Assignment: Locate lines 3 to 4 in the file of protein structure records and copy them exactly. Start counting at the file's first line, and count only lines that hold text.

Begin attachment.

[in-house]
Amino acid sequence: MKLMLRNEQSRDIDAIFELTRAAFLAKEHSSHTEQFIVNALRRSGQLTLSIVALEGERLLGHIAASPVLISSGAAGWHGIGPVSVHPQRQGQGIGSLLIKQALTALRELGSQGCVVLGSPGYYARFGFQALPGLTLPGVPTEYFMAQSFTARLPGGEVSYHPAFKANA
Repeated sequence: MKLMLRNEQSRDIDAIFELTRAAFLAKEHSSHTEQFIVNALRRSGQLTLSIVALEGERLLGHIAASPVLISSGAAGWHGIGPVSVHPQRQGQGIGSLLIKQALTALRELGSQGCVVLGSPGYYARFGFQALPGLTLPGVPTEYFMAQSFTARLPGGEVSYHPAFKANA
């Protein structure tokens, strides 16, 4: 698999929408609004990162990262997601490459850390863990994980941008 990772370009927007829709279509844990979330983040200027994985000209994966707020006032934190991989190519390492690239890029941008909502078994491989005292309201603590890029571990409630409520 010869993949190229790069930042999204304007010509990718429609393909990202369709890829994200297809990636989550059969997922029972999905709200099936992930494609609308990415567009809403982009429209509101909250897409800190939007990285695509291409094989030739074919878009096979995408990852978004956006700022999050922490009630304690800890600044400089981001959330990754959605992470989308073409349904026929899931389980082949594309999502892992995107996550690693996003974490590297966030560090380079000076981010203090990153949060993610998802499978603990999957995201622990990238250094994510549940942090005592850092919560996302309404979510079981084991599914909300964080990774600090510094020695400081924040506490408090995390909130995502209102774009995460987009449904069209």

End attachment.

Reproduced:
Repeated sequence: MKLMLRNEQSRDIDAIFELTRAAFLAKEHSSHTEQFIVNALRRSGQLTLSIVALEGERLLGHIAASPVLISSGAAGWHGIGPVSVHPQRQGQGIGSLLIKQALTALRELGSQGCVVLGSPGYYARFGFQALPGLTLPGVPTEYFMAQSFTARLPGGEVSYHPAFKANA
């Protein structure tokens, strides 16, 4: 698999929408609004990162990262997601490459850390863990994980941008 990772370009927007829709279509844990979330983040200027994985000209994966707020006032934190991989190519390492690239890029941008909502078994491989005292309201603590890029571990409630409520 010869993949190229790069930042999204304007010509990718429609393909990202369709890829994200297809990636989550059969997922029972999905709200099936992930494609609308990415567009809403982009429209509101909250897409800190939007990285695509291409094989030739074919878009096979995408990852978004956006700022999050922490009630304690800890600044400089981001959330990754959605992470989308073409349904026929899931389980082949594309999502892992995107996550690693996003974490590297966030560090380079000076981010203090990153949060993610998802499978603990999957995201622990990238250094994510549940942090005592850092919560996302309404979510079981084991599914909300964080990774600090510094020695400081924040506490408090995390909130995502209102774009995460987009449904069209």